Exhibit 31, on November 19th, 1983, Doctor Talerica (phonetic) reported the claimant was treated for essential hypertension, which has been well controlled. The doctor noted that claimant's main problem may be psychological in nature. Physical exam was within normal limits.


Exhibit 19 -- Exhibit 32, a report of an examination of December 15th, 1982, by Richard Gracca, Ph.D. (phonetic), showed the claimant was complaining of headaches, reduced concentration. His diagnosis was non-psychotic organic brain syndrome from trauma.


Doctor Duncan's (phonetic) office note of February 7th, 1984, in Exhibit 33, indicated the claimant still has severe daily headaches, continual diseqilibrium and dizziness, which was not, at this time, controlled by Antivert, showing a progression or at least a lack of -- of medicine being able to control them.


In a report of June 22nd, 1984, Doctor Littman gave his diagnosis of post-traumatic benign beroxinal positional vertigo -- a report on June 22nd, 1984, Exhibit 34, Doctor Littman gave a diagnosis of post-traumatic benigh beroxinal positional vertigo with persistent symptoms. Stated that the claimant had severe INAUDIBLE vertigo, disequilibrium, and obvious sight disturbance. And there was no current therapy at that current -- being June, '84.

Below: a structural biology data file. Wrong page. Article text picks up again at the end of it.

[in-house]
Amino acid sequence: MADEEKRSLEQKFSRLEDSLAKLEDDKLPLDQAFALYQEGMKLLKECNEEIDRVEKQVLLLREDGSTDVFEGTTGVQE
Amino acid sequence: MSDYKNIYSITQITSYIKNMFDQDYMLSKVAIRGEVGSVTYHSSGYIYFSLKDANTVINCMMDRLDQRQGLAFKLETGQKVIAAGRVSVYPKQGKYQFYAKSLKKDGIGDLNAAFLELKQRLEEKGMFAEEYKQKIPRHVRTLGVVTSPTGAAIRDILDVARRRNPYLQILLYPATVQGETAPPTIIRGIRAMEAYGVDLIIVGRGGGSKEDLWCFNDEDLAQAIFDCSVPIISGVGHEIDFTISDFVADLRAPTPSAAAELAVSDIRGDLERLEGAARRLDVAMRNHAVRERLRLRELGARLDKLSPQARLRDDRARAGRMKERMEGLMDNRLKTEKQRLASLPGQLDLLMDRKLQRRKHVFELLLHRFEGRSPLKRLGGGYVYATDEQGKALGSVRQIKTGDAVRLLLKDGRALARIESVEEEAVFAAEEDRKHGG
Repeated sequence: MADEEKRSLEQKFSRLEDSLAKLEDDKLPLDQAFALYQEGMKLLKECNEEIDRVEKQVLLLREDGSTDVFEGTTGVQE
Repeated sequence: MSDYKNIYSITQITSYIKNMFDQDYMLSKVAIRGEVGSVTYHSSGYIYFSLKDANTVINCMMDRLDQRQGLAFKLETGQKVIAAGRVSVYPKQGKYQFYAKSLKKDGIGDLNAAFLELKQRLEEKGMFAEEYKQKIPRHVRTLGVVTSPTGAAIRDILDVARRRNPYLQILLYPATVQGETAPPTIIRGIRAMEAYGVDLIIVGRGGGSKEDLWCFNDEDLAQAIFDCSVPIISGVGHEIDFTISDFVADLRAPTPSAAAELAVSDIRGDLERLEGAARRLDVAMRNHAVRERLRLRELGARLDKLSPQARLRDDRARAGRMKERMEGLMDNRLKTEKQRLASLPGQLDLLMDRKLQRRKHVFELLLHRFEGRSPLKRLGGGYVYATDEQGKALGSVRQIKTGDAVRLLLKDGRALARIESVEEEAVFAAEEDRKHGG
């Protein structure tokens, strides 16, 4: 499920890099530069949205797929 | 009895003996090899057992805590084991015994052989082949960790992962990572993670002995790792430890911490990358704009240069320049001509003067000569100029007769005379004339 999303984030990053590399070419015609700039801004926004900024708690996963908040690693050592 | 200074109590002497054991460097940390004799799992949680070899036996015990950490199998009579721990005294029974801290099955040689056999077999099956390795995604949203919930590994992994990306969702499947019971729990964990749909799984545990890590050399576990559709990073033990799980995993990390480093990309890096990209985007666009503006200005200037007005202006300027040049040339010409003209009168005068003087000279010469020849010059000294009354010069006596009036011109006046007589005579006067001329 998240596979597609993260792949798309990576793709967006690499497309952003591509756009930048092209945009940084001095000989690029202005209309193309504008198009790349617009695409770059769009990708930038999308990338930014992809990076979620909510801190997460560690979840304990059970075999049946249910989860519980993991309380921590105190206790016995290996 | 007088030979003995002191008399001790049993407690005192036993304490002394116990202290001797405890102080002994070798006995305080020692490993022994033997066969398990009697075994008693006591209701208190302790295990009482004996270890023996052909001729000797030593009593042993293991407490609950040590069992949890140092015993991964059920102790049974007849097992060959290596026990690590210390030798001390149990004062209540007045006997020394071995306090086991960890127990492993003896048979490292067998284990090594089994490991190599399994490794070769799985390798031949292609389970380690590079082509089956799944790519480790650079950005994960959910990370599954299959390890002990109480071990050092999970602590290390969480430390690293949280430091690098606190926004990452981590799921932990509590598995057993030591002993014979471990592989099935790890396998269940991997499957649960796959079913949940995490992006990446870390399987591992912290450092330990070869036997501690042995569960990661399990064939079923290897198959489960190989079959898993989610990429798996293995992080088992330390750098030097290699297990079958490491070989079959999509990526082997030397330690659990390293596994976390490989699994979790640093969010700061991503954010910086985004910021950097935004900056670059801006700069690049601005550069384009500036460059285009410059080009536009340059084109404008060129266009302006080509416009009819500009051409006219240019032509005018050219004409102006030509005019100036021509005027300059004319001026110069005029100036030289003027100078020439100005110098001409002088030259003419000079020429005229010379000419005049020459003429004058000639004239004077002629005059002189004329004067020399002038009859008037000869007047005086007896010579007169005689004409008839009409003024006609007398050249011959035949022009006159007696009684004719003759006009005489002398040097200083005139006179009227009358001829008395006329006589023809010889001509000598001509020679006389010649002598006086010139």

Now, assuming that I would find the credibility of these reports, would that change your opinion in any way?


A No, it would not. I think it would substantiate the testimony given by the claimant.


ALJ: Any questions of this witness?


ATTORNEY: No questions.


ALJ: The hearing in this case is closed.

 Record at 53-57.

 As shown, the ALJ asked the vocational expert two substantive questions: (1) Assuming credibility of the testimony, did jobs exist for a person of plaintiff's skills, and (2) assuming the ALJ found certain medical reports credible, would they change his opinion. The expert straightforwardly replied no to both questions. These questions and answers are consistent with those found in other cases involving the use of vocational experts. We do not consider the expert's testimony to be a "medical assessment." The expert briefly elaborated on his reasoning based on certain assumptions, but this does not constitute an evaluation of residual functional capacity. In any event, the expert's testimony is not binding on the ALJ. Even if an expert strays into the area of administrative discretion, the ALJ may balance this in determining the extent to which he finds the testimony reliable. It does not follow that the expert's entire opinion therefore would be invalid. We conclude that the expert's remarks were not improper and that the ALJ gave them due consideration without abdicating his role as a factfinder.